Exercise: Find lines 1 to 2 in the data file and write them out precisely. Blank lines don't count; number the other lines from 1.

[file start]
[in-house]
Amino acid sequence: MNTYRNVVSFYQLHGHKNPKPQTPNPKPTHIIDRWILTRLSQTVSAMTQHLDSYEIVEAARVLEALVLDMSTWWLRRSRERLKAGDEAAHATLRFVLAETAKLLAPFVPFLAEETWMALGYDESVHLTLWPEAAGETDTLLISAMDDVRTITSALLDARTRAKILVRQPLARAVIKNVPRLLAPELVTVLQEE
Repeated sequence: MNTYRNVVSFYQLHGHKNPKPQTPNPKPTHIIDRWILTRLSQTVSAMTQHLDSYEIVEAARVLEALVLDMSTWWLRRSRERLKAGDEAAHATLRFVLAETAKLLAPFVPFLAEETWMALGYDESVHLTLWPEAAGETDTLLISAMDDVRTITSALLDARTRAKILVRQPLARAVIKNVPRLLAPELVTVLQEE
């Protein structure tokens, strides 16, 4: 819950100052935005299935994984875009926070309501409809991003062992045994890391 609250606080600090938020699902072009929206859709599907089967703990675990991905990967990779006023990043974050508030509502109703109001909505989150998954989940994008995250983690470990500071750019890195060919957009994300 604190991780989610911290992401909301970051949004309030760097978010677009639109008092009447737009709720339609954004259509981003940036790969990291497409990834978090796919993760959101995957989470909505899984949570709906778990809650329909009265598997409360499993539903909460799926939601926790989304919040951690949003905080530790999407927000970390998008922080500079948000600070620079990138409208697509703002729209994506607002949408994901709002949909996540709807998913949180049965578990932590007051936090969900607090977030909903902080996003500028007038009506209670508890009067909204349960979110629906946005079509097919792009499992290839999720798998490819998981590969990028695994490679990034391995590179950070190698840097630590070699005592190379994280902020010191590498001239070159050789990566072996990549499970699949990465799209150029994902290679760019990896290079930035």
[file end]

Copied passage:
[in-house]
Amino acid sequence: MNTYRNVVSFYQLHGHKNPKPQTPNPKPTHIIDRWILTRLSQTVSAMTQHLDSYEIVEAARVLEALVLDMSTWWLRRSRERLKAGDEAAHATLRFVLAETAKLLAPFVPFLAEETWMALGYDESVHLTLWPEAAGETDTLLISAMDDVRTITSALLDARTRAKILVRQPLARAVIKNVPRLLAPELVTVLQEE